Noemi’s Berlin Apartment

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(Image credit: Celeste Sunderland)

Name: Noemi
Location: Berlin, Germany

Beyond a lush garden courtyard, a tall twisting staircase leads to the top floor of a 19th century apartment building. Ivy-framed windows open wide as cool summer air drifts through elegant rooms inspired by the historic abodes of German philosophers, English writers, and even French queens. Permeated with history, this bright, sunny home houses an exceptional collection of period furnishings that testifies to Noemi’s desire to maintain the exquisite designs of the past.

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(Image credit: Celeste Sunderland)

A sense of preservation mingles with an air of progress in elegant rooms arranged sparingly with fine antiques. Surely museum-worthy, this lovingly amassed trove doesn’t feel heavy with time. Instead, a vibrant creativity characterizes Noemi’s artful displays. Beautiful old pieces are often re-purposed, or placed in unusual places to create an element of surprise. A Victorian dress form adds whimsy to the kitchen—perhaps a tribute to the maids who once lived in these former servants’ quarters (In Berlin, the well to do families lived in the front houses, while the back houses were reserved for staff); and there’s a beautiful old model sailboat in the bathroom. A hand painted cabinet dating from the 1830s holds dishes in Noemi’s modern kitchen, while throughout the house, antique suitcases are used for storage as well as side tables. And then there are the books. Oh those beautiful old books… Yes, I think Miss Austen and Herr Goethe could get along quite well here.

(Image credit: Celeste Sunderland)


My style: A 21st century version of German Romanticism and Biedermeier – mixed with some rococo, art deco and flea market elements.

Inspiration: Period paintings from the late 1700s to the early 1800s, great houses and castles – Goethe´s house in Weimar is a real inspiration, but also Marie Antoinette’s Petit Trianon at Versailles, Gustav III’s Pavilion in Sweden, New England, Edward Hopper, the furniture collection at the Metropolitain Museum of Art in New York, some interior design books.

Favorite Element: The display cabinet where I keep the china, probably England circa 1820 – 1830. I love the smooth shine of walnut and the simplistic yet elegant form.

Biggest Challenge: Finding the right shelves for the books. First, we looked for antique ones but it’s basically impossible to get them because most people could afford very few books in former times. After months of discussing, we chose these shelves by the Berlin based artist Rafael Horzon: Much better than Ikea Billies, yet simple in style and still affordable.

Biggest Embarrassment: I would love to tear down the wood chip wall paper in the study and have painted walls in all rooms – dark burgundy in the study, an empire blue in the parlour, soft grey in the hall, a soft pinkish beige in the kitchen…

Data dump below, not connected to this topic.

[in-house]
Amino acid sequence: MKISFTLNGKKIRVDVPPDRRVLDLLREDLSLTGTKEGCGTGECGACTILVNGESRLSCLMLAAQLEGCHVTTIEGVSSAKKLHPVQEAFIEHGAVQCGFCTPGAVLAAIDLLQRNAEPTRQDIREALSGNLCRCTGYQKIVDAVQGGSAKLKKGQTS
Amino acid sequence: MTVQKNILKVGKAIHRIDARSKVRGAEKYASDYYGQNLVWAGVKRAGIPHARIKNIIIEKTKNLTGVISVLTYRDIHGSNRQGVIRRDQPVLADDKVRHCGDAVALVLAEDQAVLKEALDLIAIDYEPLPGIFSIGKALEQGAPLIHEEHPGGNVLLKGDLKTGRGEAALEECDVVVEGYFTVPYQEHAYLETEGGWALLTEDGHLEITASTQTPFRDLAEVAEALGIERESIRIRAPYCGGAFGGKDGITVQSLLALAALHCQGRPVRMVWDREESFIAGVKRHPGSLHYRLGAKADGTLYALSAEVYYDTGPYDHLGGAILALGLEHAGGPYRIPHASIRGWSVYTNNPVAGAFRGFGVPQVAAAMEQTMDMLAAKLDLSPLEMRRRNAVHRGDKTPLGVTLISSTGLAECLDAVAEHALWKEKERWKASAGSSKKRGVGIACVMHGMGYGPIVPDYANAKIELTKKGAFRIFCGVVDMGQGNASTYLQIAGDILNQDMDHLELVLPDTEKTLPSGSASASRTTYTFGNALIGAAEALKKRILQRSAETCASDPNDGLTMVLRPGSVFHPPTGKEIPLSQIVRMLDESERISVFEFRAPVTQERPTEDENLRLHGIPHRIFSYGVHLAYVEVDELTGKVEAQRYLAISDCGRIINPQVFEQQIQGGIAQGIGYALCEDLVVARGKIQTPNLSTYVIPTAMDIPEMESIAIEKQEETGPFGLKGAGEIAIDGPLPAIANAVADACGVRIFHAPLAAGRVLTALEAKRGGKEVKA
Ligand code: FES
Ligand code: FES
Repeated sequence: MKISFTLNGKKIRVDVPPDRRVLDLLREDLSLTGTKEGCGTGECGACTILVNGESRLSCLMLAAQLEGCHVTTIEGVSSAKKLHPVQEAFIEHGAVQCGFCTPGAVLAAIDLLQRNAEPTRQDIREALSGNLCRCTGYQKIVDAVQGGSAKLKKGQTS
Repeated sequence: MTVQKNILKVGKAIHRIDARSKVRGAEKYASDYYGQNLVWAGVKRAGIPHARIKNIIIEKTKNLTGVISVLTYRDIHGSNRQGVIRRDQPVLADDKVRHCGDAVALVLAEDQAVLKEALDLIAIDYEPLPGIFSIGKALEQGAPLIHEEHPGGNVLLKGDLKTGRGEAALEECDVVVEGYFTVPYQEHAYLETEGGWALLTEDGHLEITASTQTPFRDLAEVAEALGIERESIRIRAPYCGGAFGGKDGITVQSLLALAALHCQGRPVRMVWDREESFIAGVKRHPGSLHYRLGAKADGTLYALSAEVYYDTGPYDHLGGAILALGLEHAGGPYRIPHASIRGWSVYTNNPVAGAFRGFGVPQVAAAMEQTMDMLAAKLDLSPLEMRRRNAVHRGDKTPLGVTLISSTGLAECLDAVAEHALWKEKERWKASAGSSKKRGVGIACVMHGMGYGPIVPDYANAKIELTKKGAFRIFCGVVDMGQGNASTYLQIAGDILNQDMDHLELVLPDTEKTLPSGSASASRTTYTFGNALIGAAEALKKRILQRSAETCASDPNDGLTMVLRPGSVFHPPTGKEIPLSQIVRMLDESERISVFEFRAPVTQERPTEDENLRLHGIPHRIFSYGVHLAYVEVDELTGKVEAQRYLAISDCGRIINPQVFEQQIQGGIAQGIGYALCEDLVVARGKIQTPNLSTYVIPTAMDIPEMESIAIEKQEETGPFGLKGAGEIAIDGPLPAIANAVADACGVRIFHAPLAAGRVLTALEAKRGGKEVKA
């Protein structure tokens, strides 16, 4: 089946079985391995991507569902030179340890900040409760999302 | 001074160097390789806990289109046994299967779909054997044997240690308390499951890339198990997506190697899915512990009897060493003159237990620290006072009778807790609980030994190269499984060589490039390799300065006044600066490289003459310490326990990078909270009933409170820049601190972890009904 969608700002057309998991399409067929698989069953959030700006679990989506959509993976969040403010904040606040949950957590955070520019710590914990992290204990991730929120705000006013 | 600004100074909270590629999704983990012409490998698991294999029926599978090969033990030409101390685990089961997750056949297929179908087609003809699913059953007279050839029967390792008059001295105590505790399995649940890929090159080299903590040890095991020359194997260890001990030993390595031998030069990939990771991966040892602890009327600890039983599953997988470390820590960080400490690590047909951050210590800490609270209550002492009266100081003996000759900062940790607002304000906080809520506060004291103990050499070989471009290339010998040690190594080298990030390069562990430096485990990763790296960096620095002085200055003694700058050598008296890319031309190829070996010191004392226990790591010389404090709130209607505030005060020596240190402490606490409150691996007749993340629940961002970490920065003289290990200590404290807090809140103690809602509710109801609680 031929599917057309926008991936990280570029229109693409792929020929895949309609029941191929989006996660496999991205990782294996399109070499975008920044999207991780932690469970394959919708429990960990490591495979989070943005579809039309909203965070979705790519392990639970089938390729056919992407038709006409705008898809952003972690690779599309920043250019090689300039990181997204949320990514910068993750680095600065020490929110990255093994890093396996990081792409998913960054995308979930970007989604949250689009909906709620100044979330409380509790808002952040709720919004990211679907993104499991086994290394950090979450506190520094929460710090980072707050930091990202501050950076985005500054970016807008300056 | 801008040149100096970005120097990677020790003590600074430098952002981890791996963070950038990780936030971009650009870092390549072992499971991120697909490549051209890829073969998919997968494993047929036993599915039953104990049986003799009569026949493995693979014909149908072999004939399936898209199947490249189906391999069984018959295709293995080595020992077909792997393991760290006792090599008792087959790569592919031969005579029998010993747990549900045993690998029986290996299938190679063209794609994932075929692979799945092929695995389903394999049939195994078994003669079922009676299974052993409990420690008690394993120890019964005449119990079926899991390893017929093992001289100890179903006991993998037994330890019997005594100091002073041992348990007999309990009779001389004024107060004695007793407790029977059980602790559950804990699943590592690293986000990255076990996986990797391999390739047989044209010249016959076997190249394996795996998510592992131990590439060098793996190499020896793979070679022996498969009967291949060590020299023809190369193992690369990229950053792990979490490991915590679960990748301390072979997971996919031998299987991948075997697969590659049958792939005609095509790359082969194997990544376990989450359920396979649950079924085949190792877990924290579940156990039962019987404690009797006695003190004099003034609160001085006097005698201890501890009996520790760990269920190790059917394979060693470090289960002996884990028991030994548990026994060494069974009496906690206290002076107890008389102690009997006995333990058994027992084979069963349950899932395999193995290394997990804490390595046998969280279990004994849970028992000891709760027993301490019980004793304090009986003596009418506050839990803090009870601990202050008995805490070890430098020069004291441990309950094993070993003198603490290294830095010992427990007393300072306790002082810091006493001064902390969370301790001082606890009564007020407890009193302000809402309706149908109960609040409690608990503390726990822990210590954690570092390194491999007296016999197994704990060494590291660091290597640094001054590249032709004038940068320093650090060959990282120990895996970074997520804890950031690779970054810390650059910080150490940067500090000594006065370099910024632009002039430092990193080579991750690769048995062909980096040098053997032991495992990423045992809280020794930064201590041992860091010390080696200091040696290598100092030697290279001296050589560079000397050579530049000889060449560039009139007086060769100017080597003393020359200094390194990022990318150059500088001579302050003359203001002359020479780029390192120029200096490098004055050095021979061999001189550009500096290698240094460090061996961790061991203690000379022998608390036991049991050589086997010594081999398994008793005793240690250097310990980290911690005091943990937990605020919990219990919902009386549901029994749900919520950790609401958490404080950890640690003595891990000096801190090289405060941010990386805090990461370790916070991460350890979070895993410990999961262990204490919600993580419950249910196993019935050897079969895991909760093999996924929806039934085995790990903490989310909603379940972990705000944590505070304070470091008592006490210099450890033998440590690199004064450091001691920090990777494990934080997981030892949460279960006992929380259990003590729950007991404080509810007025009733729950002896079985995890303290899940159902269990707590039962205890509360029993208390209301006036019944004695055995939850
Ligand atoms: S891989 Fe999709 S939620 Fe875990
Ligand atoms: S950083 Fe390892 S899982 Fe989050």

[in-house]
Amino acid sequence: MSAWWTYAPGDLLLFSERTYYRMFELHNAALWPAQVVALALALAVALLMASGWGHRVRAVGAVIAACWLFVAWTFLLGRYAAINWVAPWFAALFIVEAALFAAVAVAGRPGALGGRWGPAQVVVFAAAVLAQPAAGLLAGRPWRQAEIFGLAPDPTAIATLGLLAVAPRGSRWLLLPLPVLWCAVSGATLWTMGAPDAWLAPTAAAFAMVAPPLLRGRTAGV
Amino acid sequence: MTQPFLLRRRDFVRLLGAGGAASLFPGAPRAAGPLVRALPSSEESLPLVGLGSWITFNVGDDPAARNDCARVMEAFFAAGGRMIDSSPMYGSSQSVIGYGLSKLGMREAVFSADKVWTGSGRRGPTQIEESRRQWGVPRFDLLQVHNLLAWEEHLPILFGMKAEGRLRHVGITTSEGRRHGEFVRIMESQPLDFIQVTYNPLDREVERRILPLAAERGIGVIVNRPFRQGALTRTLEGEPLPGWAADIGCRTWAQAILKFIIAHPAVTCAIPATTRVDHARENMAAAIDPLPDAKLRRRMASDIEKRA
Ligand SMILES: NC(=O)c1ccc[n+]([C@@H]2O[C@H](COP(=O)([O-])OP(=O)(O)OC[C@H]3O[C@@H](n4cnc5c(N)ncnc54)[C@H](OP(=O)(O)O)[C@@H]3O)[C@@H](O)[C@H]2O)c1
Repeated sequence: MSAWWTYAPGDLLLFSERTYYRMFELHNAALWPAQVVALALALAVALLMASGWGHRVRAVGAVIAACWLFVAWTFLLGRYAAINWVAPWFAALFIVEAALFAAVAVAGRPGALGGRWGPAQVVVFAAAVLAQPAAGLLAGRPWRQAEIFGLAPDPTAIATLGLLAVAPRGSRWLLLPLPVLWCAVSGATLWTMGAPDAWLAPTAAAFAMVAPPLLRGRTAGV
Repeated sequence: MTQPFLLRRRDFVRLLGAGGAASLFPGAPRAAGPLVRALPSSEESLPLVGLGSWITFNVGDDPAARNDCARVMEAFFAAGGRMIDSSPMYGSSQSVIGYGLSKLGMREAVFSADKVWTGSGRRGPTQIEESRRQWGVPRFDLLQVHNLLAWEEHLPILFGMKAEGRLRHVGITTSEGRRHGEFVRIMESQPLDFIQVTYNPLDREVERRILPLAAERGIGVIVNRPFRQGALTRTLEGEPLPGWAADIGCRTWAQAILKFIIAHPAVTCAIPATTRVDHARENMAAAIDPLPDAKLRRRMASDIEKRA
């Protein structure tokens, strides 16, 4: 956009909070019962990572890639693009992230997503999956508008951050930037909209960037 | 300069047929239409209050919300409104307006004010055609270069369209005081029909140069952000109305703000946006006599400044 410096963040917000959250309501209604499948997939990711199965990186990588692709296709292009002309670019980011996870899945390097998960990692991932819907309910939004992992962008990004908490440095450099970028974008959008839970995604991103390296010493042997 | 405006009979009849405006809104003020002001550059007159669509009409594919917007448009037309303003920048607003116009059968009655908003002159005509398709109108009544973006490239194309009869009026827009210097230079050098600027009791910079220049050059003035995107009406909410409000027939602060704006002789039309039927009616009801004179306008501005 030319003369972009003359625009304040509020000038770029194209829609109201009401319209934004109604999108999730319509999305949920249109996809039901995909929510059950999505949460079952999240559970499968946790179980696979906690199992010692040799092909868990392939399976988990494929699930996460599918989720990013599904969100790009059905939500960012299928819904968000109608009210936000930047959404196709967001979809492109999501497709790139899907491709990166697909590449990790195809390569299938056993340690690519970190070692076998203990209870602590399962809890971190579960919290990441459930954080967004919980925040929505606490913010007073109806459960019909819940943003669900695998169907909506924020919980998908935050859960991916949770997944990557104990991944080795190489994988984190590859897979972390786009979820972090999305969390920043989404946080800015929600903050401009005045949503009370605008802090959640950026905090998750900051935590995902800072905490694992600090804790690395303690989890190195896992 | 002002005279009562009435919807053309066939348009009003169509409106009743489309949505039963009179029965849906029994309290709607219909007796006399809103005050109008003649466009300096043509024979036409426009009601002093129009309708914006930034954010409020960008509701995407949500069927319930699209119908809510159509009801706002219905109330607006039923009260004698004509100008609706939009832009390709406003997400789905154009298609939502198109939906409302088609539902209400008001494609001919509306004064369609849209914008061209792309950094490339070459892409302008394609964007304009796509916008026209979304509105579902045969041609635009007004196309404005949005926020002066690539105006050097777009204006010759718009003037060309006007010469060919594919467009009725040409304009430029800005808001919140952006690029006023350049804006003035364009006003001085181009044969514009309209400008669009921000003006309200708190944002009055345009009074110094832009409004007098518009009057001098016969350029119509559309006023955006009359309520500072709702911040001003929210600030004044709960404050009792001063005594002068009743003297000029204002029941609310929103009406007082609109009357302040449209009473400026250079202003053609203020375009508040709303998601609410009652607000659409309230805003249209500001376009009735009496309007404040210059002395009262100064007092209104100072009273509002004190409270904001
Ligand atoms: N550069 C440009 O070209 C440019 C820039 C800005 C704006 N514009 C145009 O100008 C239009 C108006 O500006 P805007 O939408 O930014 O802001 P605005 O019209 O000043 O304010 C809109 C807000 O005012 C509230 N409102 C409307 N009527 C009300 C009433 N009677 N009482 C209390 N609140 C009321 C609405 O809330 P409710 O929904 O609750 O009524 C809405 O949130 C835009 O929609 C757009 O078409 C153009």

(Image credit: Celeste Sunderland)

What Friends Say: They love it. When they hear it isn’t so expensive to find these vintage pieces, they want to redecorate their apartments.

Proudest DIY: Technology – We enjoy the style and sound of our 1940s-era telephones but we dial the numbers via our computers and we have caller ID.

Biggest Indulgence: Upholstering the two neo-rococo chairs I inherited. They were really damaged and had a horrible green velvet fabric. No one thought it was worth having them redone for a whole month’s salary, but look at them now!

Dream Source: Farrow & Ball, ancient greek busts, and some really beautiful Biedermeier furniture.

Best Advice: Beauty is the function of an apartment. Flowers can make up for everything.

Green Elements/Initiatives: Furnishing an apartment almost entirely in antique/heirloom pieces. Also, in Berlin, most of the apartment buildings conserve energy by keeping the lights off in the hallways and stairwells when they don’t need to be on. The lights stay off until someone enters the building and flicks the switch. Shortly after they enter their apartment, the timed lights go off again. In addition, composting food scraps is second nature in Berlin thanks to the city’s weekly compost collection, which is used for nearby agriculture.



Shelves by Rafael Horzon
Chaise longue: German, 1920s
Desk: American, 1930s
Dark book case: German, 1920s
Red cocktail chair: Eastern Germany, 1950s
Maria Theresia-styled chandelier: ca. 1900

Living room
Biedermeier bookcase, probably 1830s
Art nouveau Desk: Germany, ca. 1910
Cherry sidetable: Louis-Philippe-style, late 1800s
Neo-rococo armchairs: German, ca. 1910, Fabric: Kenzo Constantine – cerise
Sofa: Zanotta
Chandelier: ca. 1920
China: Meissen, Nymphenburg, Hutschenreuther
Mahogany davenport: 1960s

Wardrobe: late 19th century
Mattress by Ikea

Painted oak cupboard: Bavarian, 1830
Built-in kitchen by Ikea

Accessories: flowerpots and black and white vase by Kokon, classical vase by Wedgwood; China/porcelain: Meissen, Nymphenburg, Wedgwood.

Lighting: Black Kaiser Idell lamps by Christian Dell, vintage art deco lamps and chandeliers.

Artwork: Hermann Buss “Schiffspassage” (1999)

Flooring: Original wood

(Thanks, Noemi!)

Editor’s note — This post was originally published in 2011. It’s been slightly altered and republished in 2016 because it is gorgeous!